NEW BEDFORD – It’s light at the end of a dark, sediment-filled tunnel with bald eagles hovering above. It only took about 40 years.
With the approval of $72.7 million in federal funds Bipartisan Infrastructure Act funding, the Environmental Protection AgencyThe cleanup led by the Port of New Bedford will be completed in three years.
Mayor Jon Mitchell said it was so long in coming that many people probably assumed it would never happen, but with cleaning up the Superfund siteEast New Bedford ready to become a center of the offshore wind industry.
“It’s really exciting for us and it’s really symbolic of how New Bedford has reinvented itself time after time to provide opportunity for its residents, so this is great news from the EPA,” a- he said during Tuesday’s announcement.
Senator Edward Markey served on the congressional committee that created the Superfund project. In 1980, the Comprehensive Environmental Response, Compensation and Liability Act was passed. New Bedford was added to the National Priorities List in 1983 as one of the most contaminated sites.
Markey said he was proud to say the incredibly important historic project can be completed with the announcement of bipartisan Infrastructure Act funding given all the damage done to the port by the businesses that have used the port. as a dump and put profits first.
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“Now we are on the cusp of a new era, and this funding is possible thanks to the incredible investment we have made in the $1.2 trillion infrastructure bill of 2021 that the President Biden signed,” he said. “That funding is coming back here in the form of jobs that are going to be created to complete this project and new jobs that are going to be created along New Bedford Harbor.”
The total cost of cleaning the port’s PCBs – or “virgin and clean bay” as Markey called it, is nearly a billion dollars. About half of that amount was funded through federal and state government cost recovery efforts.
EPA’s investment in completing the 18,000-acre New Bedford Harbor Cleanup is accelerating private investment that will be integral to New Bedford’s future, Congressman Bill Keating said.
“This is an example not only in our Commonwealth, but an example for our country in how we move forward and take adversity and turn it into strength,” he said. “It’s economically viable, environmentally vibrant, it’s a place to invest, it’s a place to work, it’s a place where everyone has a chance to get ahead, and it’s a day of pride.”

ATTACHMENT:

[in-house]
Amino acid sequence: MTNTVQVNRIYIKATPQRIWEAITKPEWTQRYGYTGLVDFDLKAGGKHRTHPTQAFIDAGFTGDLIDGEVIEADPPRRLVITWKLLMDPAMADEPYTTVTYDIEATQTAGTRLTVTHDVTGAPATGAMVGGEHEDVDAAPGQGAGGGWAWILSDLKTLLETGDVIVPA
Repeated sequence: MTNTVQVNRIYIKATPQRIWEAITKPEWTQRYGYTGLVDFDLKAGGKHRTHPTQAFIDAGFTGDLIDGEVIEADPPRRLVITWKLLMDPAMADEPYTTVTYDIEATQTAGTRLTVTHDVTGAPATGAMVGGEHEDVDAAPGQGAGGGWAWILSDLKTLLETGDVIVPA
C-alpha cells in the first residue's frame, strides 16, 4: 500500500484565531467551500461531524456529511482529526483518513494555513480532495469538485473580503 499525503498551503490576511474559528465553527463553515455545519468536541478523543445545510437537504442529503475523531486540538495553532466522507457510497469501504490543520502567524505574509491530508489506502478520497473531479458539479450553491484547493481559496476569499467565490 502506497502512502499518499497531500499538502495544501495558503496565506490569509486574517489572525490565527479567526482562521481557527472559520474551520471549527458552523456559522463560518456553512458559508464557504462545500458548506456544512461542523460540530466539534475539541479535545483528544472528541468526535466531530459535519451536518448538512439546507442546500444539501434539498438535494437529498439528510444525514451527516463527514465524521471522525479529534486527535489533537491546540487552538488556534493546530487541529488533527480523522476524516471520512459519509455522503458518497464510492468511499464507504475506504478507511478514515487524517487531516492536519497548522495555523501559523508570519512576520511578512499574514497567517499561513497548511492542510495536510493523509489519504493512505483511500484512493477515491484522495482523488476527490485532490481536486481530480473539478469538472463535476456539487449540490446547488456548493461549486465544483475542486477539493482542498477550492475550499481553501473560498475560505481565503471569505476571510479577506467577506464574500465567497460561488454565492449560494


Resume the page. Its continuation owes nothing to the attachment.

Keating said he was pleased to hear about the latest $4 million settlement with Cornell Dubilier Electronics, Inc., a South Carolina-based company with a manufacturing plant in New Bedford, looking back at a 366 settlement. million between the United States, the Commonwealth of Massachusetts and AVX Corporation since September 2013.
With all of the contaminated sediment that has been removed from the harbor and disposed of safely, US Environmental Protection Agency Deputy Administrator Janet McCabe said she would be proud to tell her young grand- Boston son that the EPA was integral to offshore wind development.
“It’s good for public health, it’s good for quality of life, it’s good for economic development and I’m so proud that it’s a site in this country that is at the cutting edge of the clean energy revolution,” she said.
Lt. Governor Karyn Polito outlined a new future for New Bedford made possible by city leaders, including the mayor and ward councilors, as well as Acushnet and Fairhaven officials who did the planning and worked hard at the municipal level. She said preparation and acceleration are key.
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“We cannot afford to waste a minute to take advantage of all the incredible opportunities with the future of offshore wind and renewable energy and also ensure that other industries that have always been part of the history of New Bedford, commercial and recreational fishing, all of the attributes associated with the tourism industry here, are also part of this incredible story,” she said.
She also thanked the state Department of Environmental Protection for working with the EPA on this project as the lead regulator making sure the money is used properly and everyone is held accountable. responsible while helping to open the door to new opportunities for economic development.
Fairhaven Select board member Bob Espindola said the funding was also vital for the town and its 30 miles of shoreline, with the dredging of New Bedford Harbor benefiting the waterfront, shipyards and a multitude of marine enterprises.
“This award tackles one of the clearest examples of environmental justice,” Espindola said.
Colonel John Atilano, commander of the US Army Corps New England District, said he was often asked to do the possible and repeated one of Senator Markey’s favorite words while reflecting on the repair that has been completed and the work that awaits them.
“We don’t get the easy jobs, we’re asked to do the impossible, and for us to do the impossible I need to have two things – I need to have clearance and I need a big cheque” , did he declare. said. “I love how Senator Markey always says a dream without money is just a hallucination, and it’s 100% true.”
He said bald eagles are already back in the harbor, a welcome sign of an improving environment, and that the rest of the project will only take three more years to complete.
“We can almost see the light at the end of a dark tunnel filled with sediment, and what a beautiful light it is,” he said.
Standard-Times editor Kathryn Gallerani can be reached at [email protected] Follow her on Twitter: @kgallreporter. Support local journalism by purchasing a digital or print subscription to The Standard-Times today.